Continuous sparring has evolved into “leg fighting.” It has very little blocking or hand techniques, just standing back and trying to execute more scoring kicks than the opponent. Taekwondo is known as a kicking art but there is more to Taekwondo than just kicks; hand techniques should be an integral part of your fighting repertoire. As seen in Ultimate Fighting Championship matches, a good puncher or ground fighter can beat a good kicker. Kicks are useful but we only use our arms for accomplishing tasks, our legs are primarily for movement, therefore, our arms are more versatile.
Proper point-sparring techniques are not “pulled”; they are focused or controlled. The only difference between a blow that barely touches and one that knocks the opponent off his or her feet is a matter of range. When point sparring, you maintain a sparring range so techniques make light-contact. In a real fight, you merely adjust your range a few inches closer so techniques make full-contact.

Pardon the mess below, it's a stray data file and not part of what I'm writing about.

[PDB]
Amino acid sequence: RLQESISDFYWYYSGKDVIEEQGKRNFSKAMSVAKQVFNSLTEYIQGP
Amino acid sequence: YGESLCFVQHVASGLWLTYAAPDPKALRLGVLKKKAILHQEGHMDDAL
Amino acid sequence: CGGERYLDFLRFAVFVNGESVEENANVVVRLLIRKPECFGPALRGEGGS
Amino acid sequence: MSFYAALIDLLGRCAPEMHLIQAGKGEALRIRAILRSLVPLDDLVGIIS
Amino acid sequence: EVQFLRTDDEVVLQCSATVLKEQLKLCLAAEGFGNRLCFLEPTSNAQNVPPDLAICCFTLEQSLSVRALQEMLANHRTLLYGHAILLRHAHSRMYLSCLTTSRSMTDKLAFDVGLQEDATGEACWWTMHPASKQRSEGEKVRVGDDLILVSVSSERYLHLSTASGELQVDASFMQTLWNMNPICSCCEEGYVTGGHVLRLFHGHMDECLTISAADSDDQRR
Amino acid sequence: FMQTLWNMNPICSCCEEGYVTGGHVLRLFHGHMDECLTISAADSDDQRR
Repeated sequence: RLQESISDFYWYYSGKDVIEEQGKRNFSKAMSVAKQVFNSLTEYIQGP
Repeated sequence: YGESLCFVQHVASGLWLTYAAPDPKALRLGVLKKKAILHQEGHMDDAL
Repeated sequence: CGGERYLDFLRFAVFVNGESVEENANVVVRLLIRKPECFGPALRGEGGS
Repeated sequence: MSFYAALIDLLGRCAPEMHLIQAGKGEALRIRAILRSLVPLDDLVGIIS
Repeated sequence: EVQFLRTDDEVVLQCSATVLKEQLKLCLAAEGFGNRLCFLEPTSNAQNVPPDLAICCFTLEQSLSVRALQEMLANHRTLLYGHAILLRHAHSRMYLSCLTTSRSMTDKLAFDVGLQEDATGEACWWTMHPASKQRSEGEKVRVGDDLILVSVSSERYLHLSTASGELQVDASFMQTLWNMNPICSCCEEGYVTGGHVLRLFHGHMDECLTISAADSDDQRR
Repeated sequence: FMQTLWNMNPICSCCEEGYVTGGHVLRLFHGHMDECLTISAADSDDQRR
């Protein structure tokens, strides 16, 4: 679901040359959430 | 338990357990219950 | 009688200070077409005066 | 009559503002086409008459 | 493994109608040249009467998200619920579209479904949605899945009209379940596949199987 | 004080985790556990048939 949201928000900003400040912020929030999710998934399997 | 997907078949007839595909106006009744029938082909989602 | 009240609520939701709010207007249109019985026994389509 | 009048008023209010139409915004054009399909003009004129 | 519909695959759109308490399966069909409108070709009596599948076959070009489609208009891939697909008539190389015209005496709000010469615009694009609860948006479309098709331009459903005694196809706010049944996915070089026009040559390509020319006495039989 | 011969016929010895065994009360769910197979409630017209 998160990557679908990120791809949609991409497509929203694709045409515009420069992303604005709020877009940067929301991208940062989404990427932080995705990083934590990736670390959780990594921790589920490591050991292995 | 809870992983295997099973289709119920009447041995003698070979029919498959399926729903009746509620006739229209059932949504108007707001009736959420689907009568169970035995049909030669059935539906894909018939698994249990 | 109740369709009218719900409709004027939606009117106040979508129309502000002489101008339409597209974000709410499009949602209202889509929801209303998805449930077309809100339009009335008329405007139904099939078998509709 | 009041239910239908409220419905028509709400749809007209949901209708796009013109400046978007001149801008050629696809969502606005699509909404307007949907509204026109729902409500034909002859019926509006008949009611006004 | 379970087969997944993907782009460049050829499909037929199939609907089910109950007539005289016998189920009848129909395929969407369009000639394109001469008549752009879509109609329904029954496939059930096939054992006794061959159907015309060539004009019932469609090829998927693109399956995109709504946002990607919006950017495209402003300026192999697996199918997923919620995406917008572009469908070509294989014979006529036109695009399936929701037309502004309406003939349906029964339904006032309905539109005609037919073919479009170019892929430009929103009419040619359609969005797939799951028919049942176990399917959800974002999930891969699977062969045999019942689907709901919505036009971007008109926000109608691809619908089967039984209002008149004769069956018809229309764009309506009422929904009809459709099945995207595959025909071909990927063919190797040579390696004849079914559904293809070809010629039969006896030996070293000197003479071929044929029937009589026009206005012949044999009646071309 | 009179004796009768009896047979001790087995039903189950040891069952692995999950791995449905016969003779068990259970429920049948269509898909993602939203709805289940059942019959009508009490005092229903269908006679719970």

In a self-defense situation, you are legally permitted to protect yourself with all the reasonable force necessary to stop the attack. Using more force than is necessary may get you charged with assault or even manslaughter. Point sparring requires precise control, which is also required when defending yourself. The law assumes black belts have control of their power because of their training, so, if too much force is used by a black belt, it is assumed he or she meant to use that amount of force. This means a black belt may be charged with assault or a greater charge where an ordinary person may not be charged at all under the same circumstances. Point sparring fighters usually have more control than Olympic style continuous fighters due do their training methods. To learn to maintain stability when making full-contact, point-sparring fighters need to practice full-contact sparring periodically.